Pinned and ready to sew

Hiding the new seam line

See…I warned you about the shifting

Go all the way around and…..

Finished!! I have no idea why she is holding her shoulders like that. She said she was posing….who knows

That’s it!!! Done! See told ya easy as pie. (beware random rambling….)BTW where did that come from? Have you ever made a pie, from scratch? It is not in fact easy. (rambling ended)

 I also added a tiny color coordinating ribbon at the top, just for fun. You could do a ribbon bow or an appliqué or nothing at all.

 This top will also fulfill any garment twirling requirements your daughter might have on her clothing at the moment. Oh that’s just mine…huh well lucky you then.

It TWIRLS!!!!

Ready…..

set…..

ADORABLE!!

So there you go, a quick easy fix to the weed like growth spurts our kids go through.

I hope you all are having a great summer, we are sweltering here in Alabama but what else is new? Oh wait I know!!! Get excited because next week I am going to do a new series, Sewing for Sisters. This is going to be in honor of my new little girl dropping in to the world at any moment. I am going to have an awesome guest post from a woman who knows a thing or 2 about raising sisters. Wanta guess who she is? Stay tuned more to come in a few days. Happy Sewing

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Transformation Thursday

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make it wear it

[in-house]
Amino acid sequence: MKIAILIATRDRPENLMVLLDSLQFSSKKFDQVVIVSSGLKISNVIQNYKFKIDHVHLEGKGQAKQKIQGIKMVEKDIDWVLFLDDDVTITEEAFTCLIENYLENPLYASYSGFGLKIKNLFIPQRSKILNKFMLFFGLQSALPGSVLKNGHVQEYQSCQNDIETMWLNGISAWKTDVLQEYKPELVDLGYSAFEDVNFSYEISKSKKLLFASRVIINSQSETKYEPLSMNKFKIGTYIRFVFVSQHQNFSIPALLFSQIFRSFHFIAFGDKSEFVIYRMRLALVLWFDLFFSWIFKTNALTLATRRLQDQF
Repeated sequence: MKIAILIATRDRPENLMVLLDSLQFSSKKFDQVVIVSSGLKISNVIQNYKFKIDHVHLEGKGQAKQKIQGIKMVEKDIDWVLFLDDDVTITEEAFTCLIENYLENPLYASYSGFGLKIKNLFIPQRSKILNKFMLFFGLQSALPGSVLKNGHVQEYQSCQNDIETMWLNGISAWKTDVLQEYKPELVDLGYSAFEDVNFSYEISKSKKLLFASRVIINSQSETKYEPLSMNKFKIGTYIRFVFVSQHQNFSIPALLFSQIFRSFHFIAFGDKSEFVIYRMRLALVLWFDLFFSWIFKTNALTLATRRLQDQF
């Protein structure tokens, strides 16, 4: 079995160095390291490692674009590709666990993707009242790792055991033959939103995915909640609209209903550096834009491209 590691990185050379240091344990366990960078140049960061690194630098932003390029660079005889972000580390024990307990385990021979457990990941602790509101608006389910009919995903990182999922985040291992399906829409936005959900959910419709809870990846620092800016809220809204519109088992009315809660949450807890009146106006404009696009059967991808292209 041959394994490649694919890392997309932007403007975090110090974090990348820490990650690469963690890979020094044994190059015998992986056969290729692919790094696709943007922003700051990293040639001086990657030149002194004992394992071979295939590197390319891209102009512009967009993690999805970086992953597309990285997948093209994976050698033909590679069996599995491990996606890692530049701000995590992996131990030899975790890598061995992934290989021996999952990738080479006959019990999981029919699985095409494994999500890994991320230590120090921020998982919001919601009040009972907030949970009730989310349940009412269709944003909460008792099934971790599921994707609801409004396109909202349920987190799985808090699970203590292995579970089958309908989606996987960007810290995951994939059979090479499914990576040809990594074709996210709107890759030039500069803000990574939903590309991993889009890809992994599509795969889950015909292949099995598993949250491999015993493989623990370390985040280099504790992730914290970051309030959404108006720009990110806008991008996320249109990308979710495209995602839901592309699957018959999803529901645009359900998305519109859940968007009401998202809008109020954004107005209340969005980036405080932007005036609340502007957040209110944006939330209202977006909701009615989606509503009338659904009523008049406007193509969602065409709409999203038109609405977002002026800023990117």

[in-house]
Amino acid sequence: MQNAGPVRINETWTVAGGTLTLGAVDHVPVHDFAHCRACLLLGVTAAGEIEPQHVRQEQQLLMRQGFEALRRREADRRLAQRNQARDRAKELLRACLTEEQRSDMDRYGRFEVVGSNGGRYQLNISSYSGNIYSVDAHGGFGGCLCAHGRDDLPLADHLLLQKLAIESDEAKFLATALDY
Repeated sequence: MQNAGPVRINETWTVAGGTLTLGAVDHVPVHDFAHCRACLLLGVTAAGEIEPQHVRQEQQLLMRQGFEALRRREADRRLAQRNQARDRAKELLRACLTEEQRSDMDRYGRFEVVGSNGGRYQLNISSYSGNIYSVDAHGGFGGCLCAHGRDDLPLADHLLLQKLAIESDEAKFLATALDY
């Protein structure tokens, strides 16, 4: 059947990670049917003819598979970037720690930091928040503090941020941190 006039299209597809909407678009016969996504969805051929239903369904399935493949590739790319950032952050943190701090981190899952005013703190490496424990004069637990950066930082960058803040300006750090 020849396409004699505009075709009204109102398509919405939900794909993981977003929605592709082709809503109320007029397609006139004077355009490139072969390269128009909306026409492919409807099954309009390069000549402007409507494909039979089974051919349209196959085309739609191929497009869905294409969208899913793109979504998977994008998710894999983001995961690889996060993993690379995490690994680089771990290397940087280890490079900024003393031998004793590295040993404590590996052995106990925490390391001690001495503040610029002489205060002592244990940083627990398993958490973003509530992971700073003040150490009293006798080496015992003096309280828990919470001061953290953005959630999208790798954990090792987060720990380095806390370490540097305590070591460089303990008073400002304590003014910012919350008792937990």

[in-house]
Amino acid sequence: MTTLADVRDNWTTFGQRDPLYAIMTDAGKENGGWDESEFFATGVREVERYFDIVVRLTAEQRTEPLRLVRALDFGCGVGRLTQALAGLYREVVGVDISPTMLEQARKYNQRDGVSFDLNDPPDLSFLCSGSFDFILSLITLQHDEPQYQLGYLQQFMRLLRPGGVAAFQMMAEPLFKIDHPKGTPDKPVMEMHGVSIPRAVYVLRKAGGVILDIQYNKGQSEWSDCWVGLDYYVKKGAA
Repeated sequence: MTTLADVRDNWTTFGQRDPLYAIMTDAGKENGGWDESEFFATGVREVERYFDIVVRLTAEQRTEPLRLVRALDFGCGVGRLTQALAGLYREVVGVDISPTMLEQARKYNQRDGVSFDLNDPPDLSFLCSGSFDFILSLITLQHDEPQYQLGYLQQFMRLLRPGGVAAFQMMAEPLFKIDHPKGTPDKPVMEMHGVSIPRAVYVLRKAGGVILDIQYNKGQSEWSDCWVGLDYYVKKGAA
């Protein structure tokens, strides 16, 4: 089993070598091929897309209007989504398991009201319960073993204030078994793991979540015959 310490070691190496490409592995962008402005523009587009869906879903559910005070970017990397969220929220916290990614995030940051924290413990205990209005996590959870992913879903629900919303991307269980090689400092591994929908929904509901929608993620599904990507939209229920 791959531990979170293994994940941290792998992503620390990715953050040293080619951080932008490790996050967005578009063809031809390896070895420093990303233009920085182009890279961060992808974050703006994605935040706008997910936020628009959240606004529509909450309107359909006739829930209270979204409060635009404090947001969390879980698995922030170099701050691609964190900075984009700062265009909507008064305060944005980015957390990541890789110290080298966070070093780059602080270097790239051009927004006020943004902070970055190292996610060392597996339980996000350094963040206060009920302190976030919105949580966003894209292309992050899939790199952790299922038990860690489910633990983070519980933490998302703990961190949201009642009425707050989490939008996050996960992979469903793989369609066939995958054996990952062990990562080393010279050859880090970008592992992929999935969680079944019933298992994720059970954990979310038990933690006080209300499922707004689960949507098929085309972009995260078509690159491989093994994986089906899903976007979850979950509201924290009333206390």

Donya

 

 

 

 

The Button Me Up t-shirt tutorial

If you have kids, and yours are anything like mine they have a knack for spilling things on the whitest of white shirts. Things like chocolate or grape juice. Things that while you can get the majority of the stain out there is always a fate tinge of color, not quite gone, even after a good bleaching or twelve. So what to do with that practically new shirt? You can cover the stain with an appliqué or patch, but what if it is an odd spot, say close to the collar? Well I had just such a shirt belonging to The Elder A and thought why not use the huge stash of buttons I have and cover the stain with those. She loves things that a bit quirky and different so it was a perfect match. Here is what I did to accomplish the Button Me Up Tee.

On a side note this is a great project for the little ones to help with, they can place the buttons on the shirt and rearrange them to get just the design they want. Another sidebar, this is a great practice in letting go. This project is all about imperfection and will not look right if you try to get exactly the same number/color/order of buttons on the shirt. Just throw them on and see what happens.

Skill level: Total beginner, all you really need is a needle, thread, buttons and some time. I have done it with a machine to make it faster but you can do it by hand as well.

Supplies:

Stained Tee, it can also be new of course but the idea of this was to use a perfectly good shirt that otherwise would have been discarded

Buttons, lots and lots of buttons, any color combo will do

Water soluble pen or marker

Some lightweight interfacing or stitch covering mesh. I use Cover-A-Stitch from All Stitch, great stuff that comes in white, nude or black.

If you are using your machine you will need a button foot, if not just a plain olé needle and thread.

So let’s get started.